What is the Life Expectancy of an Outdoor Pizza Oven?
A masonry wood fire outdoor pizza oven can last indefinitely if it is well-constructed and maintained. When you consider there are examples of brick dome pizza ovens that are a few hundred years old still operating today in Italy, your backyard brick pizza oven will probably
last longer than your house.
A wood fired pizza oven made of brick, stone or stucco has no moving parts. It is designed to provide reflective heat from its dome structure so there are no motors, fans or mechanical parts to break down. There is nothing to plug in and no fuel delivery system other than logs so there is really nothing that can go wrong if it is designed and constructed properly. If you maintain the structure and prevent the freeze-thaw cycle from compromising it, a brick oven will surprise you as to its longevity.
Residential outdoor kitchen pizza ovens that are designed and built in a factory for the outdoors are essentially appliances. Like any appliance, these units have a useful life of ten to 15 years before they wear out or need a substantial overhaul. Most manufacturers offer a warranty period on their units and you should use this warranty timeline as a guide to when you might have to either replace the pizza oven or have significant service done on your unit.
A distinction should be made between portable outdoor pizza ovens and built in ovens for outdoor cooking. The built in pizza oven is engineered for durability. Materials chosen for its construction are heavier and will last longer because they not designed to be moved. A portable pizza oven is lighter in weight and a portable oven is intended to be moved about more often so it is not as durable.
How to use an outdoor pizza oven?
When you first start using an outdoor wood fire pizza oven, there is a learning curve.
Learning to cook with a wood-fired oven, which is more difficult than cooking with a gas oven, requires trial and error.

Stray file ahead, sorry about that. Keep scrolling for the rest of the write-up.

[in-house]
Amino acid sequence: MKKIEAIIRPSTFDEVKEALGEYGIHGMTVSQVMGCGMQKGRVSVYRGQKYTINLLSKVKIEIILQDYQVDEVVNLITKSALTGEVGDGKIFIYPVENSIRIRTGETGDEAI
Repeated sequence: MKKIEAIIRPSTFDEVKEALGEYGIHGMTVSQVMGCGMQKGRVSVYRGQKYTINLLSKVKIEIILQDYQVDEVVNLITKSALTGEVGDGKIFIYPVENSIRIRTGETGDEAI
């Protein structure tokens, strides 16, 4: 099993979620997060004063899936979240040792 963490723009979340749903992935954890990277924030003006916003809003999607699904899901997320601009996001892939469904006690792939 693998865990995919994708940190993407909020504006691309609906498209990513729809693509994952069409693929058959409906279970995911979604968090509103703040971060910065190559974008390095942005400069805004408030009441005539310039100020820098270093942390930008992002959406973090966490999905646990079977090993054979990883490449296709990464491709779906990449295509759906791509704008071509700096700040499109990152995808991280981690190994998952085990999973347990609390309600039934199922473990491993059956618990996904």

Choosing Wood for a Pizza Oven
For your heat source and fires, only use seasoned (air-dried) hardwoods – never pine or other conifers. Hardwoods that have been seasoned, such as oak, maple, beech, birch, hickory, ash, and walnut, burn at a higher temperature, allowing your oven to heat up faster. Hardwoods, unlike conifers like pine, cedar, spruce, and fir, don’t produce sap or terpenes, which might clog your oven (which can result in unpleasant odors and funky-tasting food).
Starting a Pizza Oven Fire
Start your fire using kindling or firestarter in the center of your oven floor. This is one time when pine wood is acceptable, however crumpled-up newspaper will suffice. On top of the kindling, lay a few pieces of hardwood and light the fire using a cube or bundle of non-toxic fire starter. Even if it’s merely to get the fire started, never add scrap wood like particleboard, plywood, or other treated woods.
Keep the flames burning
Once the fire has started, add a few pieces of hardwood at a time to keep the flame alive but not raging. During this time, keep an authentic pizza oven door open to allow plenty of oxygen to enter. Use wood with a diameter of no more than two to three inches; it will burn more quickly and help the oven heat up more quickly. Keep the flames in the oven’s center.